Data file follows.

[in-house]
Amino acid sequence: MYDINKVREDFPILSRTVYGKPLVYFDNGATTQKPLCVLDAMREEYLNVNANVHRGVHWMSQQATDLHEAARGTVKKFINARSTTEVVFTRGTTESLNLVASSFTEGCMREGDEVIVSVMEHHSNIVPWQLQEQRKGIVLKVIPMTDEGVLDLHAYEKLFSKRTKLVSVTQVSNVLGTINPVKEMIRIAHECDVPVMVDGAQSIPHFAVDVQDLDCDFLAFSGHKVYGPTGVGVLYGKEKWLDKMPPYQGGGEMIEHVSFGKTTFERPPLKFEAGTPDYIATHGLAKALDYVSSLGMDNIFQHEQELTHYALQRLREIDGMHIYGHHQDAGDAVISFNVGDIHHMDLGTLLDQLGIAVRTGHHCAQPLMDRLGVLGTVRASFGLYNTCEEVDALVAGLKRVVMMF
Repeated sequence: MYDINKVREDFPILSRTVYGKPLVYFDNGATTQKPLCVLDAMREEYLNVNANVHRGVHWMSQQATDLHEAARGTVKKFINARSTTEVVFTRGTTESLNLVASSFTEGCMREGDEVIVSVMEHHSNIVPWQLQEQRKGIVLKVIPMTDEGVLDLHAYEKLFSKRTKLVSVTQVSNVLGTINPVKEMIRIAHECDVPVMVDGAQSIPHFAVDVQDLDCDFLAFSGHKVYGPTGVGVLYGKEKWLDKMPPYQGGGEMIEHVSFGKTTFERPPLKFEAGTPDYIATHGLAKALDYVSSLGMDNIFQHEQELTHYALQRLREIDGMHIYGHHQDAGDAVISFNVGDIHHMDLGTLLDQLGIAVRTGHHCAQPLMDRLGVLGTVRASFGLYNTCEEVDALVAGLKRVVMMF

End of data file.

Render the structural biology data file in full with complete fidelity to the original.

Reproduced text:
[in-house]
Amino acid sequence: MYDINKVREDFPILSRTVYGKPLVYFDNGATTQKPLCVLDAMREEYLNVNANVHRGVHWMSQQATDLHEAARGTVKKFINARSTTEVVFTRGTTESLNLVASSFTEGCMREGDEVIVSVMEHHSNIVPWQLQEQRKGIVLKVIPMTDEGVLDLHAYEKLFSKRTKLVSVTQVSNVLGTINPVKEMIRIAHECDVPVMVDGAQSIPHFAVDVQDLDCDFLAFSGHKVYGPTGVGVLYGKEKWLDKMPPYQGGGEMIEHVSFGKTTFERPPLKFEAGTPDYIATHGLAKALDYVSSLGMDNIFQHEQELTHYALQRLREIDGMHIYGHHQDAGDAVISFNVGDIHHMDLGTLLDQLGIAVRTGHHCAQPLMDRLGVLGTVRASFGLYNTCEEVDALVAGLKRVVMMF
Repeated sequence: MYDINKVREDFPILSRTVYGKPLVYFDNGATTQKPLCVLDAMREEYLNVNANVHRGVHWMSQQATDLHEAARGTVKKFINARSTTEVVFTRGTTESLNLVASSFTEGCMREGDEVIVSVMEHHSNIVPWQLQEQRKGIVLKVIPMTDEGVLDLHAYEKLFSKRTKLVSVTQVSNVLGTINPVKEMIRIAHECDVPVMVDGAQSIPHFAVDVQDLDCDFLAFSGHKVYGPTGVGVLYGKEKWLDKMPPYQGGGEMIEHVSFGKTTFERPPLKFEAGTPDYIATHGLAKALDYVSSLGMDNIFQHEQELTHYALQRLREIDGMHIYGHHQDAGDAVISFNVGDIHHMDLGTLLDQLGIAVRTGHHCAQPLMDRLGVLGTVRASFGLYNTCEEVDALVAGLKRVVMMF